The Engineering Writing Center

By Alex Bullock | October 1, 2019

Preparing Skilled Technical Communicators

News Release — Oct. 1, 2019 — The tradition of technical writing is ancient, and the demand for engineers who are skilled technical writers has been constant. Employers consistently identify the ability to communicate in written and verbal form among the top skills required of new engineers. The College of Engineering at USU has taken an aggressive approach to meet this demand.

While it is common for engineering schools to require students take a technical writing course, most courses are offered through departments of English. In 2014, USU’s College of Engineering began to require an in-house, customized technical writing course of its undergraduate students. The goal of this course is to prepare students with the individual and collaborative technical writing, presentation and verbal skills needed for success in their careers. Assignments include proposals, technical reports, abstracts, business correspondence and technical presentations that are audience centered, articulate and grammatically correct.

Engineering Writing Center

“Initially, student reactions to having to take a technical communications class centered on ‘Engineers don’t need to know how to write,’ or ‘Why are you making us take this class?’” said Melissa Scheaffer, a faculty member in the Department of Engineering Education who created the Engineering Writing Center. “Today, with over 400 students enrolled annually, this sentiment is markedly different as students realize the importance of communication skills in landing their first job.”

The Engineering Writing Center was established in January 2017. It is one of a handful of dedicated engineering writing centers across the nation providing engineering students access to quality writing assistance through one-on-one tutoring sessions. Staffed with highly trained student writing consultants majoring in engineering or technical writing, this peer interaction allows for feedback, personalized instruction and assurance.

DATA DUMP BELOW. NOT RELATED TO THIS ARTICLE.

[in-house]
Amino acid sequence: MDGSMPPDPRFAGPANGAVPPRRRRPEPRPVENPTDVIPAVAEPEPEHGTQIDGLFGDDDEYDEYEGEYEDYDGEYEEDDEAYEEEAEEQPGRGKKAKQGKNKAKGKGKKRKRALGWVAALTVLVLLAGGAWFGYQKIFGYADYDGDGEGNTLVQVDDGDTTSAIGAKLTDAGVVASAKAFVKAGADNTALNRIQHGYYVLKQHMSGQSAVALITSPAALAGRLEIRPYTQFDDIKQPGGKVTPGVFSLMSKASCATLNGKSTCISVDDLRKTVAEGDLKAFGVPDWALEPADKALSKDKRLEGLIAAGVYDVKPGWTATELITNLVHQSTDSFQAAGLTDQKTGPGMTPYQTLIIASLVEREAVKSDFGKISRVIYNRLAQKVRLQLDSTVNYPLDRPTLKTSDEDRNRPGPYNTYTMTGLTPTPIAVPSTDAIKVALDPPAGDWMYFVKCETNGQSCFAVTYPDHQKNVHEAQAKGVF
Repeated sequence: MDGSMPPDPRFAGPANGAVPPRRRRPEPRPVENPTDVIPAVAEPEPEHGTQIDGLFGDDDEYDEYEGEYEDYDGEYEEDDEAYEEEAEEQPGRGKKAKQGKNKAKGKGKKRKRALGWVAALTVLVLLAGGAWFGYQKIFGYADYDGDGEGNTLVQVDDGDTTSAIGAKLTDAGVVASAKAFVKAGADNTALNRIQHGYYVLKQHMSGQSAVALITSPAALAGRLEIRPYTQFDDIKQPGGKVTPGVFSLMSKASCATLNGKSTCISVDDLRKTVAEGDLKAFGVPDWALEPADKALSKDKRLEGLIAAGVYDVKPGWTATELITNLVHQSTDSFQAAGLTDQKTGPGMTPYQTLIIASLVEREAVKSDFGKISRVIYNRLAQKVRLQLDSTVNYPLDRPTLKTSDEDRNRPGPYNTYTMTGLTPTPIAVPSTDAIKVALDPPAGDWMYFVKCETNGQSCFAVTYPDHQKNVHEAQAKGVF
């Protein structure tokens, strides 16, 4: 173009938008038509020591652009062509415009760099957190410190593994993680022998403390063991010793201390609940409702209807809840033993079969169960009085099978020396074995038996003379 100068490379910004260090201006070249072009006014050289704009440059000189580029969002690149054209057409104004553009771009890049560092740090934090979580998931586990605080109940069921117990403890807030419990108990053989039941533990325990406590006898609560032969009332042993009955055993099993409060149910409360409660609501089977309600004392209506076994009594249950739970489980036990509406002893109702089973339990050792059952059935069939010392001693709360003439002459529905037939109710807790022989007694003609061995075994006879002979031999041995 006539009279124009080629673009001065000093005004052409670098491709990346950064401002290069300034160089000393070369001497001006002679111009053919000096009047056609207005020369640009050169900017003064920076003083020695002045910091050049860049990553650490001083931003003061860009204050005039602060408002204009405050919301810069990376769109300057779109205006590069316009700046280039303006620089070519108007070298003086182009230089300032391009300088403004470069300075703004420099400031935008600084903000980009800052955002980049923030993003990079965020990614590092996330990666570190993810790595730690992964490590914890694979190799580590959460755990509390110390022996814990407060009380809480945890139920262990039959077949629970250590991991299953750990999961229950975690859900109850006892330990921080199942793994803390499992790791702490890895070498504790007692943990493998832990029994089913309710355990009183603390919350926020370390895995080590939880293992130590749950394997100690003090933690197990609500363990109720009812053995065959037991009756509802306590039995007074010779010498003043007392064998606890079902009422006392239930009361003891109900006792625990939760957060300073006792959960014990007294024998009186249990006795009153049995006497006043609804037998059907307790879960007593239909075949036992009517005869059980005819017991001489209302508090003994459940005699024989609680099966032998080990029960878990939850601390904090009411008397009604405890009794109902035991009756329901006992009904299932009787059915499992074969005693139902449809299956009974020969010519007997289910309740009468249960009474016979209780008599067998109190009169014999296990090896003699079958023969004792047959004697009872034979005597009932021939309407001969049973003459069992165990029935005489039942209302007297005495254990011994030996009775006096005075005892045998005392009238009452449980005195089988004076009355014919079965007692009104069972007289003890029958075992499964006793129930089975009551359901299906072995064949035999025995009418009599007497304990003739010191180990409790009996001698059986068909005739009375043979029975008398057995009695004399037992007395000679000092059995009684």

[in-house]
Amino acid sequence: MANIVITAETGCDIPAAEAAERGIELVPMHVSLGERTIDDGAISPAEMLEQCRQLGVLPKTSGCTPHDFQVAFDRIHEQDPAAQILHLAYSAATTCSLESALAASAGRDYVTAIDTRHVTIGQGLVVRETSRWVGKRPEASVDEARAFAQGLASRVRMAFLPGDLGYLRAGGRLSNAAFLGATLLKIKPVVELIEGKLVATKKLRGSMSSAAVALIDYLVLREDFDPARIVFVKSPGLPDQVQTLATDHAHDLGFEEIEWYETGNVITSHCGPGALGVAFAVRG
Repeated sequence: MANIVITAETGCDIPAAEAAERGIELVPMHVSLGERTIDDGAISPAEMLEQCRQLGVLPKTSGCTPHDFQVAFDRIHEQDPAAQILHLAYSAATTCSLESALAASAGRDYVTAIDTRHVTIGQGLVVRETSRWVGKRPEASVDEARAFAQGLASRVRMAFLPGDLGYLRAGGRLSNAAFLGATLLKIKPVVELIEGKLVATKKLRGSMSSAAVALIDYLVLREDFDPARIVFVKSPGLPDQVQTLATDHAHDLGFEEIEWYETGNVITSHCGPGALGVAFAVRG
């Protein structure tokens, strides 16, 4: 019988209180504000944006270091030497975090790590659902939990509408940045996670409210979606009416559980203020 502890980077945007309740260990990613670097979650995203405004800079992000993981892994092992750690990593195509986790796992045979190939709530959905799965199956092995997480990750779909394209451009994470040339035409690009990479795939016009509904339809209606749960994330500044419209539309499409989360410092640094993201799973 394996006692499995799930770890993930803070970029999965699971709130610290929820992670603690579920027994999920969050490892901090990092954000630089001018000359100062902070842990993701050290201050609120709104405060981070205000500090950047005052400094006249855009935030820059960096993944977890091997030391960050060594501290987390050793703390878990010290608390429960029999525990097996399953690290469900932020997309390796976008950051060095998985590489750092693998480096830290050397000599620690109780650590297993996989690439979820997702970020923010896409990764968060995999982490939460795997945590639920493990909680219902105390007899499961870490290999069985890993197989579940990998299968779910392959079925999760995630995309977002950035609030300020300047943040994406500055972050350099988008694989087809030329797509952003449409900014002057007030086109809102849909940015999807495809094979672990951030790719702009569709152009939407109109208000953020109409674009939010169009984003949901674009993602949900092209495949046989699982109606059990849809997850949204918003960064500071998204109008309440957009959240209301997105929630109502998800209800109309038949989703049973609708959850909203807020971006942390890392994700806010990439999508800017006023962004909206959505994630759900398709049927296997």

Scheaffer says the stigma that engineers are poor writers can impact students’ confidence in their writing abilities. Brianne Sorensen, a senior majoring in technical writing, says the most rewarding part of working as a writing consultant is seeing the progress students make. “The first few weeks they come in with documents riddled with mistakes,” she said. “By the end of the semester they have significantly fewer errors and feel more confident about their writing.” Amy Carmellini, a senior in environmental engineering, echoed this comment. “The writing consultant was very good at taking my worries into account and tailoring the visit to addressing those concerns,” she said.

Use of the center has grown significantly. Last year, over 1,500 engineering students visited the center for assistance, an increase of 54 percent from the previous year.

Faculty are also realizing the importance of reinforcing writing as part of their engineering curricula. Says “Students have a strong tendency to underestimate the importance of communicating technical information,” said faculty Spencer Wendell. “In the instrumentation and measurements course I teach, I require students visit the Engineering Writing Center for at least three of their lab reports. Over the past few years, I have seen marked improvements in student technical communication.”


Writer: Alex Bullock

Contact: Melissa Scheaffer,, 435-797-9876